By Elizabeth Miller, MD, PhD, Chief, Division of Adolescent Medicine, Children’s Hospital of Pittsburgh of UPMC
Last week, I had the privilege of joining an assembly with Penn Trafford Middle Schools as part of 100.7 Star’s “Shine a Light on Bullying” campaign, sponsored by UPMC. Along with Bubba from the morning talk show, Bubba’s two daughters (both of whom have experienced bullying), stars from Lifetime’s hit show, “Dance Moms,” and the band, A Great Big World, I had a chance to talk to students about what they can do to stop bullying if they see it in their schools and communities. When we asked students who had ever been bullied or knew of someone being bullied, EVERYONE raised their hand.
October is National Bullying Prevention Month, so first, some national statistics. In 2010, an estimated 2.7 million children experienced bullying. In Kindergarten through grade 12, about 1 in 7 students report being either bullied or being the aggressor. More than half of the bullying incidents happen in school. The magnitude of the problem is staggering.
The latest research finds that bullying behavior is related to other forms of interpersonal violence such as adolescent relationship abuse and sexual violence. Homophobic teasing (calling someone “gay” to make fun of him or her) and holding more rigid ideas about how boys and girls should behave differently among school-age children are strongly associated with participation in sexual violence perpetration later in adolescence. Increasingly, bullying prevention programs recognize the need to address such prejudice among children that leads to discrimination and ultimately, profoundly hurtful behaviors.
For youth who are being bullied, it is critical for them to understand and hear from those around them that it is NOT their fault. Remember that the problem lies with bullies choosing to be cruel, not because the individual deserves in any way to be mistreated. Bullying experts recommend that children who experience bullying should be taught to document the bullying:
- Write down specifics about verbal taunting.
- Take pictures of any property damage or physical injury.
- Take screenshots of cyberbullying.
Then, the child and his or her parent or adult caregiver are encouraged to bring that documentation to school to make a formal report, and work with the school to create a written plan on steps to be taken to protect the young person. This plan should be revisited in a couple of weeks to see if any revisions are needed.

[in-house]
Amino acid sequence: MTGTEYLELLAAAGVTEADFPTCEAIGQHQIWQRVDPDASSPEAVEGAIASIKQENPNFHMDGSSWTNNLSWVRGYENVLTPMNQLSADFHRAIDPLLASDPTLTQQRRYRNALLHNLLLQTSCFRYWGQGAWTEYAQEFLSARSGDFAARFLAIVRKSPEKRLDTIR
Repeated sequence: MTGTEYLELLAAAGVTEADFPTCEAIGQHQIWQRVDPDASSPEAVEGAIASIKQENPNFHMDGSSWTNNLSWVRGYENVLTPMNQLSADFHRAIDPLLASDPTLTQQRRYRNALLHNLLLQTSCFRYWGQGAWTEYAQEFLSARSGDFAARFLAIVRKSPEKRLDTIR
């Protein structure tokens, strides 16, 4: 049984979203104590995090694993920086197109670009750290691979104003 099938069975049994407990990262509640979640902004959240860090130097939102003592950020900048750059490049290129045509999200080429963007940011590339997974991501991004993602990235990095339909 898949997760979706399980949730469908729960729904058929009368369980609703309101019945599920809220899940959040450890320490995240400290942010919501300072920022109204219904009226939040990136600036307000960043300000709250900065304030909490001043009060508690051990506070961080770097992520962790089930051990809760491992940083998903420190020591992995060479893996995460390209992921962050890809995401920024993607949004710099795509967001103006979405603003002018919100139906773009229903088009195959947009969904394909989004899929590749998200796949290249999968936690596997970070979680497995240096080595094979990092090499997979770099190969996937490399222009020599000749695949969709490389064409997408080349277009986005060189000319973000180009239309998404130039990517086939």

What we are learning from research on bullying is that the most important aspect of prevention appears to be teaching children skills in empathy and teaching them not to tolerate their peers being abusive and harmful toward others. Also called the positive bystander approach, these bullying prevention programs teach youth to be an ally, not to ignore or do nothing when bullying behaviors occur. In addition to teaching youth to speak up and say something to stop the behavior, they also need to be encouraged to use strategies like:
- Distracting the aggressor
- Engaging the child who is the target by inviting him or her to lunch
- Getting the target involved in another activity elsewhere
- Sending a supportive text to the target
Children also should be encouraged to talk to a trusted adult (at school if this is occurring in school) to investigate and to help.
An area that is particularly challenging for parents is bullying that occurs through texting and other social media such as Facebook and Twitter, also called cyberbullying. Children should be reminded NEVER to share their password with a friend, use the strongest privacy settings available, never to impersonate someone else online, and never to talk about sex with strangers online. If being targeted via texts or social media, the key is to disengage: Block and delete the aggressors. Parents can also help by having a rule that all cell phones and computers stay outside of the bedroom when it’s time to sleep. In one national study, more than a quarter of youth report receiving texts in the middle of the night.
In summary, bullying occurs far too often, but there is something that we all can do to stop such cruel behaviors. We can teach children how to practice daily acts of kindness; encourage them to reach out to other kids who are being bullied or isolated; and interrupt bullying behaviors.
Below are some local and national resources that may be helpful. You can also always find me in the Division of Adolescent Medicine at Children’s Hospital of Pittsburgh of UPMC by calling 412-692-5325. If you are in crisis and in need of immediate support in Allegheny County, call the re:solve Crisis Network hotline at 888-796-8226.
PFLAG Pittsburgh (Parents, Families, and Friends for Lesbians and Gays)
GLSEN (Gay Straight and Lesbian Education Network)
Cyberbullying Research Center